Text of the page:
Shakespeare puts this quote in the mouth of a minor character in All's Well That Ends Well. In Act IV, scene III of the play, a Florentine lord is discussing gain and loss in life. But textile artists are fond of the quote for other reasons.
Ending well can be daunting. I think its why we have so many UFO's. Beginning is easy. We generate great ideas and fabrics quickly come together into a top. But often we get stuck in the quilting part of the process. Machine quilting can be the answer to this problem. But sometimes machine quilters also get stuck. Most machine quilting problems boil down to needles and thread. Using a Schmetz 100/16 Topstitch needle for free-motion quilting and changing it regularly, solves the needle problem. So let's talk about thread. Once again, there are so many different kinds of thread to choose from in various fibres, sizes and prices. Many claim to be perfect for machine quilting. How do you separate 'the good from the ill?' And why bother? Is there really all that much difference between threads.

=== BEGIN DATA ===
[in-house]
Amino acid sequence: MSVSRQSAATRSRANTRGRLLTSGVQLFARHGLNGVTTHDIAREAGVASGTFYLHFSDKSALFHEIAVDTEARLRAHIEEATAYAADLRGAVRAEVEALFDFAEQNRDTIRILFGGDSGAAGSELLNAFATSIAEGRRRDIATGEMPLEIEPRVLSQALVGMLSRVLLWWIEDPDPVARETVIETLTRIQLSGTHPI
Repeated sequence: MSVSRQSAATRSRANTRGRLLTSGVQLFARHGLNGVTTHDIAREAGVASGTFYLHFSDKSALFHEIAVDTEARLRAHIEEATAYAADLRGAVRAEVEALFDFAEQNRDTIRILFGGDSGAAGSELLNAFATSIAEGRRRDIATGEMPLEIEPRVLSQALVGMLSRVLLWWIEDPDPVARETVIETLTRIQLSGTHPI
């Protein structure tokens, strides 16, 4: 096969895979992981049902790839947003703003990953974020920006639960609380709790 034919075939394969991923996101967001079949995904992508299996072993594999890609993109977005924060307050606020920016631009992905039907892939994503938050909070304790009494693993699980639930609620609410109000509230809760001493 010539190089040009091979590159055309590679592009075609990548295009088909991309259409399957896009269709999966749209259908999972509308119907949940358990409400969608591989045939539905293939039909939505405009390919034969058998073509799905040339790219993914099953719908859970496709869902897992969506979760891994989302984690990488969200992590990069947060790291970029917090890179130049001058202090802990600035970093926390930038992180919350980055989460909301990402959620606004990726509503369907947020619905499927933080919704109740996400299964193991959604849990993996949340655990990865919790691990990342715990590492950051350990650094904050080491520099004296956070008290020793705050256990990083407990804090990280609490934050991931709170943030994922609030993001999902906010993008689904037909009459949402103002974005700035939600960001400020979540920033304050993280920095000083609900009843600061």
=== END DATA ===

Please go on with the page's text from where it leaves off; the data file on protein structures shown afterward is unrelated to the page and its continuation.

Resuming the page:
Well, the short answer is, yes! Poor quality thread will shred, break and muck up your sewing machine. Machine quilting, especially free-motion quilting puts considerable strain on the thread. Pulling the quilt sandwich every which way under the needle can cause poor quality thread to shred or break. The ideal machine quilting thread needs to be strong. You can test the strength of your thread simply by breaking it. Wrap some thread around your index finger on both hands and pull it hard until it breaks. Do this with different spools of thread in your stash. Do it often enough and you will have a feel for the strength of the thread. Cheap and cheerful bargain-barrel over locker thread, for instance, will break very easily. Waxed hand-quilting thread, which you should never put on a sewing machine, might cut your fingers! We want machine quilting thread to be able to glide easily through the needle and , of course, the thread path of the sewing machine. So it needs to be as lint free as possible. You can check the lint by simply holding thread up to the light or against a contrasting surface. The fuzz from linty thread will bung up your sewing machine. So will any coating that some manufacturers use to disguise the lint. Lint and any coating will end up under the thread plate and also in the tension disc plates. This causes lots of machine related problems. Good thread is worth the bother. And the more you know about threads, the better equipped you'll be to distinguish the good from the ill.